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自分が読んで興味深く感じた英文記事を中心に取り上げる予定です

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オバマ大統領も読んでいる本

 


20ドル札に載ることが決まったハリエット・タブマンを以前このブログで取り上げたとき、「Underground Railroadは実際の鉄道ではなく奴隷逃亡支援の地下組織のこと」と書きましたが、もし実際の鉄道だったらという着想で書いた小説がこの夏出版され注目を集めています。



オバマ大統領の夏の読書リストに選ばれ、今週のニューヨークタイムズ書評では書評だけでなく抜粋も紹介されているようです。(ただしデジタル版では抜粋は掲載されていません)辛口書評家ミチコ・カクタニさんも好意的レビューを書いています。

Review: ‘Underground Railroad’ Lays Bare Horrors of Slavery and Its Toxic Legacy
Books of The Times
By MICHIKO KAKUTANI AUG. 2, 2016

In his dynamic new novel, Colson Whitehead takes the Underground Railroad — the loosely interlocking network of black and white activists who helped slaves escape to freedom in the decades before the Civil War — and turns it from a metaphor into an actual train that ferries fugitives northward.

The result is a potent, almost hallucinatory novel that leaves the reader with a devastating understanding of the terrible human costs of slavery. It possesses the chilling, matter-of-fact power of the slave narratives collected by the Federal Writers’ Project in the 1930s, with echoes of Toni Morrison’s “Beloved,” Victor Hugo’s “Les Misérables” and Ralph Ellison’s “Invisible Man,” and with brush strokes borrowed from Jorge Luis Borges, Franz Kafka and Jonathan Swift.


もちろん着想だけで書いた本ではなくリサーチもしっかりしているそうです。奴隷の体験や語り口についてはWorks Progress Administration (WPA)の調査を参考にしたそうです。

Born in Slavery: Slave Narratives from the Federal Writers' Project, 1936-1938 contains more than 2,300 first-person accounts of slavery and 500 black-and-white photographs of former slaves. These narratives were collected in the 1930s as part of the Federal Writers' Project of the Works Progress Administration (WPA) and assembled and microfilmed in 1941 as the seventeen-volume Slave Narratives: A Folk History of Slavery in the United States from Interviews with Former Slaves. This online collection is a joint presentation of the Manuscript and Prints and Photographs Divisions of the Library of Congress and includes more than 200 photographs from the Prints and Photographs Division that are now made available to the public for the first time. Born in Slavery was made possible by a major gift from the Citigroup Foundation.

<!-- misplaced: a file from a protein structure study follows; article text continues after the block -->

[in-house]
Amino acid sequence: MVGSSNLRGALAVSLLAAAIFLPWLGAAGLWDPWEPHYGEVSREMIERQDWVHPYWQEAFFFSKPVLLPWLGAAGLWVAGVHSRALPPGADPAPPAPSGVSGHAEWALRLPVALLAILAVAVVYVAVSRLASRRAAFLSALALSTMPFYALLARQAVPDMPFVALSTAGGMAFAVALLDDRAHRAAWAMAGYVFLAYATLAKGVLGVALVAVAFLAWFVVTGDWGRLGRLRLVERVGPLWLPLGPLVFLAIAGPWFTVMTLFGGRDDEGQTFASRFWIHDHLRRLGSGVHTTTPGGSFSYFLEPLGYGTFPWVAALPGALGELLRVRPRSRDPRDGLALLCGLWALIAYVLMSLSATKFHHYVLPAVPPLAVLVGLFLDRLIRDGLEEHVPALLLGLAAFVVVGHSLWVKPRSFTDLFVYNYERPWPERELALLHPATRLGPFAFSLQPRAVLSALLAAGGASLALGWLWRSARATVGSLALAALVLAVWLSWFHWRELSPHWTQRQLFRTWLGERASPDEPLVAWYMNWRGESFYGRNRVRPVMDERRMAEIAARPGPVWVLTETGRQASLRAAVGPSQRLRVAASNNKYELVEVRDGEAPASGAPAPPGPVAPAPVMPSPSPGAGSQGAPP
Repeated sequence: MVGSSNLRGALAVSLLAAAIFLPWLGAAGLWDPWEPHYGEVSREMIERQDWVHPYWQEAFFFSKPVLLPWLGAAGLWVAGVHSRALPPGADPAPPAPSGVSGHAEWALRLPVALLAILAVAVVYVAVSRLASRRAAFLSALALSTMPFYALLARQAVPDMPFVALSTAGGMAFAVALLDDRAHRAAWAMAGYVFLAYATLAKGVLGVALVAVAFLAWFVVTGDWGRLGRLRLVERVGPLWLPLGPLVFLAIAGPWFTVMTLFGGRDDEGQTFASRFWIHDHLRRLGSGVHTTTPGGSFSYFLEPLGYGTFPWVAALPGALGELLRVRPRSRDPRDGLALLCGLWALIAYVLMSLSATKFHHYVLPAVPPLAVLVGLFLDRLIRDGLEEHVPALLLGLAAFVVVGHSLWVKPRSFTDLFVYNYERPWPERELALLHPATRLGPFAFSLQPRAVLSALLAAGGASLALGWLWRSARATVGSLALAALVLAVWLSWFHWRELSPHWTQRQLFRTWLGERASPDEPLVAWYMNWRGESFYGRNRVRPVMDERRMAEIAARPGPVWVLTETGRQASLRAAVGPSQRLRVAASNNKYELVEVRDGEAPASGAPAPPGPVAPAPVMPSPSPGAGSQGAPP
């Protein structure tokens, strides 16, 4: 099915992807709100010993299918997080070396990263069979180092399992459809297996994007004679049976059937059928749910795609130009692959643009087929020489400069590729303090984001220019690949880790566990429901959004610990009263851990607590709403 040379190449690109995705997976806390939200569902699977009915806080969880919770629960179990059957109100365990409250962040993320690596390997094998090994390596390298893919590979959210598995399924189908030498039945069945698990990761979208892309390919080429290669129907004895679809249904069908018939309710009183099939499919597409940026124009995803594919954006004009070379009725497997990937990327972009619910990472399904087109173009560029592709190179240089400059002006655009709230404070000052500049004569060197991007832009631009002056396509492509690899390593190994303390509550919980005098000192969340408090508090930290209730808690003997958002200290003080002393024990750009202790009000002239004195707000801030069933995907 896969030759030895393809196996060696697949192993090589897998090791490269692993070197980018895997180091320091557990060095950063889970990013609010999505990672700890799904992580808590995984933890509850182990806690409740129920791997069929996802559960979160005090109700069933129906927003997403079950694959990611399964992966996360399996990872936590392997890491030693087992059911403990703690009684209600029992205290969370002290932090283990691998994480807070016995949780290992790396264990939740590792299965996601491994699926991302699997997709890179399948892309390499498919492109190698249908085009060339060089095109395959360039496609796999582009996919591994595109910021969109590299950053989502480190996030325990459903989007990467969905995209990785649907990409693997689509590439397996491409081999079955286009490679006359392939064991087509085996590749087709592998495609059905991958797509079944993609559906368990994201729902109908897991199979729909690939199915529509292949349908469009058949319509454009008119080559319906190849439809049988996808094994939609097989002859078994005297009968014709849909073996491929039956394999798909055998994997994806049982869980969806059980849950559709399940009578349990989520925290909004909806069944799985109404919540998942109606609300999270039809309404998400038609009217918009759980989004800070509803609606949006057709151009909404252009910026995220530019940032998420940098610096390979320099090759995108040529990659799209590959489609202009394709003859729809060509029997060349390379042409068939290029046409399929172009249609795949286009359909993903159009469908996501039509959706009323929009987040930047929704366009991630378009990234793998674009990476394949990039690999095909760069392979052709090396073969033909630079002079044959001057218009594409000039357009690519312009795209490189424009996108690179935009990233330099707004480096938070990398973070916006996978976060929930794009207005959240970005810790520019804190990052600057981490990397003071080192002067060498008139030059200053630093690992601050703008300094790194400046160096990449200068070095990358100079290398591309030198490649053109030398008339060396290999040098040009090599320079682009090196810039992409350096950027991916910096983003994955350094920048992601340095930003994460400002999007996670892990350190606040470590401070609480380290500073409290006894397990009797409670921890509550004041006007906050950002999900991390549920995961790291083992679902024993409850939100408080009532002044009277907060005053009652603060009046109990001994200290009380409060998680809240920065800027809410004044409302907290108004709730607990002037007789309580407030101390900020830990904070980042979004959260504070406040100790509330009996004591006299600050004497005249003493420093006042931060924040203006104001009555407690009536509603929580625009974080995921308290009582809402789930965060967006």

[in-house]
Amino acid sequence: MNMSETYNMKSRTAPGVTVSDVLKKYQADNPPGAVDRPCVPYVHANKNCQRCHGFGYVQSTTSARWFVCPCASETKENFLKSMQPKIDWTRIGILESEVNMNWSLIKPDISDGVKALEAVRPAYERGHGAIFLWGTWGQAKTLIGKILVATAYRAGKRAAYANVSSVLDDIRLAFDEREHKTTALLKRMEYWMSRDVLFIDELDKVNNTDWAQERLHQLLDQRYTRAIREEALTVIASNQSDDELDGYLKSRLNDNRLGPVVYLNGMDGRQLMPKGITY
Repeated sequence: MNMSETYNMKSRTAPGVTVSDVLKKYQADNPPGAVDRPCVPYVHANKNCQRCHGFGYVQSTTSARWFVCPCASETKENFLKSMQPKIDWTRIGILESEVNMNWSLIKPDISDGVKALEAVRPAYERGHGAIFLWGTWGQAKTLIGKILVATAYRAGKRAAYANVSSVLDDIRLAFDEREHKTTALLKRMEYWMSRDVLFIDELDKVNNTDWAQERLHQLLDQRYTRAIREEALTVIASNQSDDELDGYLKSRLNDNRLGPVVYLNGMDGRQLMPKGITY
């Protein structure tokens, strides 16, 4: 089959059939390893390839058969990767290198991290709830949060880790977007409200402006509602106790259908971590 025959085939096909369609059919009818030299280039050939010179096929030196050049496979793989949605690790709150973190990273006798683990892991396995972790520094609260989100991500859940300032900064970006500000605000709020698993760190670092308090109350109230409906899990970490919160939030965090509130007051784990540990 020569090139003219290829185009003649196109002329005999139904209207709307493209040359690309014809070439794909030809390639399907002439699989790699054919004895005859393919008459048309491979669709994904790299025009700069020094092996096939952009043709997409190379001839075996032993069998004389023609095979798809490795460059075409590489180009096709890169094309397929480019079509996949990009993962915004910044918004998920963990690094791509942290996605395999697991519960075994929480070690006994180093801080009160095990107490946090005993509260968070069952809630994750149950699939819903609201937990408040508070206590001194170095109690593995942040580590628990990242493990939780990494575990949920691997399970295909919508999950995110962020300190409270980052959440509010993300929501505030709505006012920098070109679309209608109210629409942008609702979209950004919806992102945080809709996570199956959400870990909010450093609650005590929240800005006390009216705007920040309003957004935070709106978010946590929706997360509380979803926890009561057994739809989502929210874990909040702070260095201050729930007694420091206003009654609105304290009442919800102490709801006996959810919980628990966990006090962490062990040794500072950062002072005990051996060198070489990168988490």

さらに今週のTIMEにもインタビューが載っていました。

6 Questions for Colson Whitehead, Author of The Underground Railroad
Radhika Jones Aug. 11, 2016

colson-whitehead-underground-railroad
Erik Tanner for TIME
The author of The Underground Railroad, Oprah’s new book-club pick, talks about making fiction from history’s great atrocity.

How did this story come to you?
I was thinking how, when you’re a kid, you think the Underground Railroad is a literal railroad. It was the year 2000. I was finishing up John Henry Days. I didn’t feel like doing another research-heavy book. Slavery is such a huge topic–I didn’t feel up for it emotionally. Every couple of years I would go back to the idea and look at my page of notes and maybe add a line.


若いときにマッカーサー「天才」奨励金をもらったことに触れている部分です。

You were the winner of a MacArthur “genius” grant at a young age. Did it feel like a gift or a burden?
It was great. Obviously genius is in quotes and ironic. But I didn’t have a lot of money. It allowed me to put a down payment on a house. It enabled me to be confident enough to think, Oh, maybe I can start having a family because we’re not going to be starving for five years. And also, it gave me license–you’re on the right path, keep doing it.


最後のit gave me license–you’re on the right path, keep doing itについては資格取得についても言えるのではと思いました。資格で結果が出ている勉強方法には自信を持っていいのではと思います。

いきなりこういう本は厳しいかもしれませんが、自分の嗜好が決まらない人はとりあえず流行しているものに乗っかるのもアリではないでしょうか。早く読み終わってレビューできるといいのですが。。。
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Yuta

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